Digital taxi operators back on roads without a deal
- The operators resumed duty after reaching a consensus with a section of taxi firms on Friday last week.
- While Little and Bolt (formerly Taxify) have rejoined the negotiation table following the disintegration of the Memorandum of Understanding (MOU), reached in July 2018, Uber is yet to engage the operators.
- At the same time, Bolt has since the fresh industry strike dropped its Go option, eliminating the lowly priced category in a means to prop up returns for its affiliated cab-drivers.
Digital taxi operators under the coalition of the Digital Taxi Forum (DTF) have resumed duty on Kenyan roads barely two weeks into the issuance of a fresh strike notice.
The operators resumed duty after reaching a consensus with a section of taxi firms on Friday last week.
According to DTF President John Kimani, low returns for both drivers and firms have catalyzed fresh negotiations to the impasse even as the operators remain stuck on a review to the industry’s pricing regime.
“We are an informal sector according to our nature of business. Unlike waged employees who receive salaries at the end of the month even during strikes, the go-slow was hurting us somehow,” Mr. Kimani told Citizen Digital.
“As the majority of app companies are now at the table, we are seeking to find a way to work together in the meantime”
While Little and Bolt (formerly Taxify) have rejoined the negotiation table following the disintegration of the Memorandum of Understanding (MOU), reached in July 2018, US based Uber is yet to engage the operators informing of the unavailability of key officials at this time.
At the same time, Bolt has since the fresh industry strike dropped its Go option, eliminating the lowly priced category in a means to prop up returns for its affiliated cab-drivers.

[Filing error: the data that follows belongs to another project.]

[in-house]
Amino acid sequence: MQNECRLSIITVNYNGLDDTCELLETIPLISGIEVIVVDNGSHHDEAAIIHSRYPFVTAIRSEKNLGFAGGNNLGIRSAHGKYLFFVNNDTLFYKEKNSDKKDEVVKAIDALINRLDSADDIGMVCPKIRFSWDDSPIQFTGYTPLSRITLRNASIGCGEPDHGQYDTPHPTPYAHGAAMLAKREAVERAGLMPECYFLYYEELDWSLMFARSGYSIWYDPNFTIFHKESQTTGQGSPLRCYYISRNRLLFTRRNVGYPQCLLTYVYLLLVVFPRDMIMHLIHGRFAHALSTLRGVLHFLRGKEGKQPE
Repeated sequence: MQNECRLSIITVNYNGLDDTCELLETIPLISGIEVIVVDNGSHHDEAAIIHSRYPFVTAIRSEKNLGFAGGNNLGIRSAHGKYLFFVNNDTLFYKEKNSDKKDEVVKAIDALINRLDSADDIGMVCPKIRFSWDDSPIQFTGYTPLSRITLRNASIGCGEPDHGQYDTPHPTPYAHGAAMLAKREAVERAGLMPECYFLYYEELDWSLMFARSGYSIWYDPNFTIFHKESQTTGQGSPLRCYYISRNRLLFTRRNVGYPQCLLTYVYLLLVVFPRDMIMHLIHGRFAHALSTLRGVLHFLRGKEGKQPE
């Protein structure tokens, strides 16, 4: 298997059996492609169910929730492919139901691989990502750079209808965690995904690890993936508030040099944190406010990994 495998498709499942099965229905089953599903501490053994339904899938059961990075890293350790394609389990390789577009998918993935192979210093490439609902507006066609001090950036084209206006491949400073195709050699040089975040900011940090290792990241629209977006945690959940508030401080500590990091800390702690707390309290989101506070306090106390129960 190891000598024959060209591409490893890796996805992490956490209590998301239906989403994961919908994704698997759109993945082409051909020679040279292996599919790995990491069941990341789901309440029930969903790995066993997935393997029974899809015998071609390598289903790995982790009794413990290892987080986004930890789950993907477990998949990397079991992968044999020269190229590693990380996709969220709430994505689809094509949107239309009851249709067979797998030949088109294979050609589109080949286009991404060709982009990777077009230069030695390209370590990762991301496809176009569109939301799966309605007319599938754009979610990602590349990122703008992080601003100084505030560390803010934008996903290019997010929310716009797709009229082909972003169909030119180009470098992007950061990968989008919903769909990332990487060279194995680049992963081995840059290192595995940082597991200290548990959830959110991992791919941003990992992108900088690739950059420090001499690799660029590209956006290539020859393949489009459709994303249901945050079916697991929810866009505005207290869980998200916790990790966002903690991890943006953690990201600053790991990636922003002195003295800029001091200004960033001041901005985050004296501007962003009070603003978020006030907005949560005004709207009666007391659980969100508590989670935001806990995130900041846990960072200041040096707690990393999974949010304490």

The Interior Ministry, which now makes up the oversight authority for the National Transport and Safety Association (NTSA), is expected to spearhead talks between the disgruntled parties with a view of reaching an amicable settlement to the year-long scrap on remuneration.
At the same time, the coalition of digital taxi operators is seeking to form a legally binding alliance to take on the pricing concerns in the wake of the failure of a good-faith backed conclusion of 2018.
DTF had began its engagement with the owners of the digital taxi platforms in the aftermath of the MOU signed under the stewardship of the Transport Ministry which at the time governed the operations of the NTSA.
The digital-taxi drivers now seek to raise the average charge on consumers per kilometer to at-least Ksh.38 from a current low that touches Ksh.16 on the rear-end, having factored in associated costs to the operations of the taxi-service.
The Automobile Association of Kenya (AAK) is on its part expected to create the roadmap for a new pricing regime in the industry that composes mainly of vehicles with an average engine capacity of 1300cc.
The pricing of the digital taxi services including commissions charged on drivers and security has been a sticking point in the infant industry with associated cab-drivers narrating of hardships to making ends meet in the formerly lucrative space.
While industry stakeholders re-take their positions on the negotiations table, the digital taxi operators are well aware of pitfalls that lay ahead in the sustained contention for better compensation.
“We are just being optimistic and are still hoping that something comes out of this process,” Chairman to the Digital Taxi Association of Kenya (DTAK) David Muteru said.
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